My best friend and current roommate, Drew and I used to meet  almost every weekend for what we liked to casually call our “hangover cure breakfast club.” You can read about some of our old favorites here (The Breakfast Club, Eagles), and others included Masa in the South End, and The Neighborhood Restaurant and Bakrey in Somerville. However, our most recent adventure, City Girl Café, at least solidified its rank in Drew’s heart (and stomach) as his new favorite and even earned his designation as “best in boston.” I’m not sure if I’d make that claim just yet, but I certainly loved the food.

As is to be expected almost anywhere in Greater Boston, there was quite a wait (around 30min), but unlike today, the weather was great, and we worked up an appetite by walking around the center of Inman Square for a bit. We went back before the expected wait time was up, as I’ve known hostesses at small restaurants like City Girl (only 19 seats) to be very quick to give up your spot in line (reminds me of a very funny joke by Gary Gulman, whom I saw recently live with, about giving up your place in line at Trader Joes- will post link shortly) if you’re not eagerly waiting and maybe even more importantly, doing so in her direct line of sight.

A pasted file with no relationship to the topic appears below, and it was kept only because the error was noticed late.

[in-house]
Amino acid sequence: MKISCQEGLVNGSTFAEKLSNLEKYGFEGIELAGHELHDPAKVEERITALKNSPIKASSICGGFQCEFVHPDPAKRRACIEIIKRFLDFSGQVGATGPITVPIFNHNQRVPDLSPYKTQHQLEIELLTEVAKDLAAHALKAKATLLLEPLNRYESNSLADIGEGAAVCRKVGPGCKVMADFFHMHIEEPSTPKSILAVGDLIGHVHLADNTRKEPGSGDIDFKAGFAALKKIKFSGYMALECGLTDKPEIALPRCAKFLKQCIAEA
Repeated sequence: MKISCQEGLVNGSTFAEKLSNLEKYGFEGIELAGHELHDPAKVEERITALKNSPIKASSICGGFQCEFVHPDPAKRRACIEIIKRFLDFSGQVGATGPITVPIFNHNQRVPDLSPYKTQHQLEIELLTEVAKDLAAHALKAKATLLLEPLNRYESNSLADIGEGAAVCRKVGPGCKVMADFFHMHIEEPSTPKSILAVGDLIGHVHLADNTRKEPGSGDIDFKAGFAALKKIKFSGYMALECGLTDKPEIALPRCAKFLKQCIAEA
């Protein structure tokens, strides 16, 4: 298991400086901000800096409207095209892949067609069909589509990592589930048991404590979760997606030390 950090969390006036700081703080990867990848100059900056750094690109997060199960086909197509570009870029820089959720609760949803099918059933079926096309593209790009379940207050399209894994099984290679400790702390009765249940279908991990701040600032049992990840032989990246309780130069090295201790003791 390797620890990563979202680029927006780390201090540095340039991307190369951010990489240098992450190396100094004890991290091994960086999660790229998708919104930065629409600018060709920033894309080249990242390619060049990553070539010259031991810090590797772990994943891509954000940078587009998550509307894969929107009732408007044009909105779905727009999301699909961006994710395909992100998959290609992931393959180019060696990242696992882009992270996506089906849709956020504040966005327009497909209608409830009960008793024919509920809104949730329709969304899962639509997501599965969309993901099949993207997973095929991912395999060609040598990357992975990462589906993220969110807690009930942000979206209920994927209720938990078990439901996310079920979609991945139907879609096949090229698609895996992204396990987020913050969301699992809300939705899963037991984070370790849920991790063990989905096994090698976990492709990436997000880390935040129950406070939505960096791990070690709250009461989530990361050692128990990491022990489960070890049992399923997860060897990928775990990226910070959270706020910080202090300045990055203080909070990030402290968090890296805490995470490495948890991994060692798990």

Besides guaranteeing our spot in line, Drew preferred our people watching (a favorite pastime of both of ours) options in the crowd of other hungry prospective brunch patrons.

The options included a very interesting-looking May-December couple that perfectly embodied the quintessential “Cambridge Look,” multi-colored scarves and all. Additionally, there was an interesting looking pair of female friends, whom we probably paid more attention to because of their cliché conversation than their looks. Within only a few minutes, we could already pick out the trend-setter and trend-follower within the group. The leader, had the typical look of a hip, Cambridge, short-haired, sexually ambiguous female (Picture Pink with black hair). Whereas the other, could have easily been a poster girl for your ivy league, J-Crew model turned hipster (turned out to be NESCAC, but close) toting her thick-rimmed black frames (which she CLAIMED to actually need for the unlikely purpose of seeing things).